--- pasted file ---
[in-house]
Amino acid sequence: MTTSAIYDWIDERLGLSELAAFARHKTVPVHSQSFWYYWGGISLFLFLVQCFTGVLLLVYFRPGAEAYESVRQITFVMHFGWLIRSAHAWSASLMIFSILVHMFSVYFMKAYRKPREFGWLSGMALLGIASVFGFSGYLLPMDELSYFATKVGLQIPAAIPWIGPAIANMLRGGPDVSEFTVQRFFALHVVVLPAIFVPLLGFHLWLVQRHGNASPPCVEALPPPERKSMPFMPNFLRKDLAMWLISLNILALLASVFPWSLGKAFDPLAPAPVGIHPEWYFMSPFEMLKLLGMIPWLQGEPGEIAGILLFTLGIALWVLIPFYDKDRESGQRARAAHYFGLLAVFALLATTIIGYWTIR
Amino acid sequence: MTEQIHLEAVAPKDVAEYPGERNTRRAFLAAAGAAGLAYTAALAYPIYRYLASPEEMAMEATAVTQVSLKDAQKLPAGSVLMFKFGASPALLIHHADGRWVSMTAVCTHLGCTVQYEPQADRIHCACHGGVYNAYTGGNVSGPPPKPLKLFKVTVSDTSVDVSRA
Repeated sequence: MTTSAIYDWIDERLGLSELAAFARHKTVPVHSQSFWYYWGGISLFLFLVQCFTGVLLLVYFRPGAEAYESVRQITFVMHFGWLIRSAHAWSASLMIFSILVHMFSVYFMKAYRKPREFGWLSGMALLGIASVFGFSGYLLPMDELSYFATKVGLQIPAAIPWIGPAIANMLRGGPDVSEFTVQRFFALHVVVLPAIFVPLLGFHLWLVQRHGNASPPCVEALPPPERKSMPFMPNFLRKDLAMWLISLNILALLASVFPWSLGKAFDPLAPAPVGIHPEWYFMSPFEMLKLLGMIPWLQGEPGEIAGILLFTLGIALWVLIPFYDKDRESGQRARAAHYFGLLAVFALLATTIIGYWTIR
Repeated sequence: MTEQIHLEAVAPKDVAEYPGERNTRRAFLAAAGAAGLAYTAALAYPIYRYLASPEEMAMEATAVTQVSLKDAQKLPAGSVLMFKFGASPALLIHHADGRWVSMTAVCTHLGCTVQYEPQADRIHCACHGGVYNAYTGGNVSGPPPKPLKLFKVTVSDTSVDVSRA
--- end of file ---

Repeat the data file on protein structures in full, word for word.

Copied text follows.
[in-house]
Amino acid sequence: MTTSAIYDWIDERLGLSELAAFARHKTVPVHSQSFWYYWGGISLFLFLVQCFTGVLLLVYFRPGAEAYESVRQITFVMHFGWLIRSAHAWSASLMIFSILVHMFSVYFMKAYRKPREFGWLSGMALLGIASVFGFSGYLLPMDELSYFATKVGLQIPAAIPWIGPAIANMLRGGPDVSEFTVQRFFALHVVVLPAIFVPLLGFHLWLVQRHGNASPPCVEALPPPERKSMPFMPNFLRKDLAMWLISLNILALLASVFPWSLGKAFDPLAPAPVGIHPEWYFMSPFEMLKLLGMIPWLQGEPGEIAGILLFTLGIALWVLIPFYDKDRESGQRARAAHYFGLLAVFALLATTIIGYWTIR
Amino acid sequence: MTEQIHLEAVAPKDVAEYPGERNTRRAFLAAAGAAGLAYTAALAYPIYRYLASPEEMAMEATAVTQVSLKDAQKLPAGSVLMFKFGASPALLIHHADGRWVSMTAVCTHLGCTVQYEPQADRIHCACHGGVYNAYTGGNVSGPPPKPLKLFKVTVSDTSVDVSRA
Repeated sequence: MTTSAIYDWIDERLGLSELAAFARHKTVPVHSQSFWYYWGGISLFLFLVQCFTGVLLLVYFRPGAEAYESVRQITFVMHFGWLIRSAHAWSASLMIFSILVHMFSVYFMKAYRKPREFGWLSGMALLGIASVFGFSGYLLPMDELSYFATKVGLQIPAAIPWIGPAIANMLRGGPDVSEFTVQRFFALHVVVLPAIFVPLLGFHLWLVQRHGNASPPCVEALPPPERKSMPFMPNFLRKDLAMWLISLNILALLASVFPWSLGKAFDPLAPAPVGIHPEWYFMSPFEMLKLLGMIPWLQGEPGEIAGILLFTLGIALWVLIPFYDKDRESGQRARAAHYFGLLAVFALLATTIIGYWTIR
Repeated sequence: MTEQIHLEAVAPKDVAEYPGERNTRRAFLAAAGAAGLAYTAALAYPIYRYLASPEEMAMEATAVTQVSLKDAQKLPAGSVLMFKFGASPALLIHHADGRWVSMTAVCTHLGCTVQYEPQADRIHCACHGGVYNAYTGGNVSGPPPKPLKLFKVTVSDTSVDVSRA